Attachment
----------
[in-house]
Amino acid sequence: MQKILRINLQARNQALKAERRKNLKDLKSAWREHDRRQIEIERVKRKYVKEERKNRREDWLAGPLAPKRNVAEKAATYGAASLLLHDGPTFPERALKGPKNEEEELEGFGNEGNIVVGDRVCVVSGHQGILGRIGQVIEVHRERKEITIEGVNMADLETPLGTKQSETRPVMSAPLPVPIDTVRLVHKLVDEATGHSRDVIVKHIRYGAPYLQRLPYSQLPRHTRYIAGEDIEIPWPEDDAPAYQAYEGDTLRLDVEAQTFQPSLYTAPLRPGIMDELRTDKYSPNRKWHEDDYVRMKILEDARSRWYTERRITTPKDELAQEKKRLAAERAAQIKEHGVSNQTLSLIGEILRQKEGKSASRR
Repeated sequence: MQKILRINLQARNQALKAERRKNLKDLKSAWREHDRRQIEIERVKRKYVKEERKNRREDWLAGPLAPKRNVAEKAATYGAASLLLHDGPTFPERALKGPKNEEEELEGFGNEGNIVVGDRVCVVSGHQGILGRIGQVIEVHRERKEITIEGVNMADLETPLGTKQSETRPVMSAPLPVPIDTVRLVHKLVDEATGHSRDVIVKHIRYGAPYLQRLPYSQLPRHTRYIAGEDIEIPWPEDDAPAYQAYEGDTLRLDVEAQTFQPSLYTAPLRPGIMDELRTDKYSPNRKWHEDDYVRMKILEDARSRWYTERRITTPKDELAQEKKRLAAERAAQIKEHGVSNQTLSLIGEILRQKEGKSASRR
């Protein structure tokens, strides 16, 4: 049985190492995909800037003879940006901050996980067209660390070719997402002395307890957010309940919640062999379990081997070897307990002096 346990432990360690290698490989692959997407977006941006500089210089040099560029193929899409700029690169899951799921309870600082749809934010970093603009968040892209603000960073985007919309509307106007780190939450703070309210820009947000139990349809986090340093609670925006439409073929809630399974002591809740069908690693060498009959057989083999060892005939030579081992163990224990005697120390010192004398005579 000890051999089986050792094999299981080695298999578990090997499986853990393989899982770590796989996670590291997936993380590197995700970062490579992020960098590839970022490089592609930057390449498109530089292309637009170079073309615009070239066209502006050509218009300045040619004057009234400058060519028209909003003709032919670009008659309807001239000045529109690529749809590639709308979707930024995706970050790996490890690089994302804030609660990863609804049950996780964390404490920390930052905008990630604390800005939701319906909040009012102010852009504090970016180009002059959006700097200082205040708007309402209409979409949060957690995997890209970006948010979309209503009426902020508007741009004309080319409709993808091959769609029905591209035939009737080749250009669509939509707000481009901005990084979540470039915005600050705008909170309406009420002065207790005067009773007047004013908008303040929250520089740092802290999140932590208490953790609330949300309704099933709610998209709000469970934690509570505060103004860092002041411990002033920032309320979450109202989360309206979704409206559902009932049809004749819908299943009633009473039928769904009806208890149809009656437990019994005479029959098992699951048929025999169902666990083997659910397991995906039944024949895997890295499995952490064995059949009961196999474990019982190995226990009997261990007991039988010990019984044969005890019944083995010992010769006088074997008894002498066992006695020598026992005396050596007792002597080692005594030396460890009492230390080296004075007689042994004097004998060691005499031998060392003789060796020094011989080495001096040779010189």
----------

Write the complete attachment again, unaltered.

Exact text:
[in-house]
Amino acid sequence: MQKILRINLQARNQALKAERRKNLKDLKSAWREHDRRQIEIERVKRKYVKEERKNRREDWLAGPLAPKRNVAEKAATYGAASLLLHDGPTFPERALKGPKNEEEELEGFGNEGNIVVGDRVCVVSGHQGILGRIGQVIEVHRERKEITIEGVNMADLETPLGTKQSETRPVMSAPLPVPIDTVRLVHKLVDEATGHSRDVIVKHIRYGAPYLQRLPYSQLPRHTRYIAGEDIEIPWPEDDAPAYQAYEGDTLRLDVEAQTFQPSLYTAPLRPGIMDELRTDKYSPNRKWHEDDYVRMKILEDARSRWYTERRITTPKDELAQEKKRLAAERAAQIKEHGVSNQTLSLIGEILRQKEGKSASRR
Repeated sequence: MQKILRINLQARNQALKAERRKNLKDLKSAWREHDRRQIEIERVKRKYVKEERKNRREDWLAGPLAPKRNVAEKAATYGAASLLLHDGPTFPERALKGPKNEEEELEGFGNEGNIVVGDRVCVVSGHQGILGRIGQVIEVHRERKEITIEGVNMADLETPLGTKQSETRPVMSAPLPVPIDTVRLVHKLVDEATGHSRDVIVKHIRYGAPYLQRLPYSQLPRHTRYIAGEDIEIPWPEDDAPAYQAYEGDTLRLDVEAQTFQPSLYTAPLRPGIMDELRTDKYSPNRKWHEDDYVRMKILEDARSRWYTERRITTPKDELAQEKKRLAAERAAQIKEHGVSNQTLSLIGEILRQKEGKSASRR
């Protein structure tokens, strides 16, 4: 049985190492995909800037003879940006901050996980067209660390070719997402002395307890957010309940919640062999379990081997070897307990002096 346990432990360690290698490989692959997407977006941006500089210089040099560029193929899409700029690169899951799921309870600082749809934010970093603009968040892209603000960073985007919309509307106007780190939450703070309210820009947000139990349809986090340093609670925006439409073929809630399974002591809740069908690693060498009959057989083999060892005939030579081992163990224990005697120390010192004398005579 000890051999089986050792094999299981080695298999578990090997499986853990393989899982770590796989996670590291997936993380590197995700970062490579992020960098590839970022490089592609930057390449498109530089292309637009170079073309615009070239066209502006050509218009300045040619004057009234400058060519028209909003003709032919670009008659309807001239000045529109690529749809590639709308979707930024995706970050790996490890690089994302804030609660990863609804049950996780964390404490920390930052905008990630604390800005939701319906909040009012102010852009504090970016180009002059959006700097200082205040708007309402209409979409949060957690995997890209970006948010979309209503009426902020508007741009004309080319409709993808091959769609029905591209035939009737080749250009669509939509707000481009901005990084979540470039915005600050705008909170309406009420002065207790005067009773007047004013908008303040929250520089740092802290999140932590208490953790609330949300309704099933709610998209709000469970934690509570505060103004860092002041411990002033920032309320979450109202989360309206979704409206559902009932049809004749819908299943009633009473039928769904009806208890149809009656437990019994005479029959098992699951048929025999169902666990083997659910397991995906039944024949895997890295499995952490064995059949009961196999474990019982190995226990009997261990007991039988010990019984044969005890019944083995010992010769006088074997008894002498066992006695020598026992005396050596007792002597080692005594030396460890009492230390080296004075007689042994004097004998060691005499031998060392003789060796020094011989080495001096040779010189």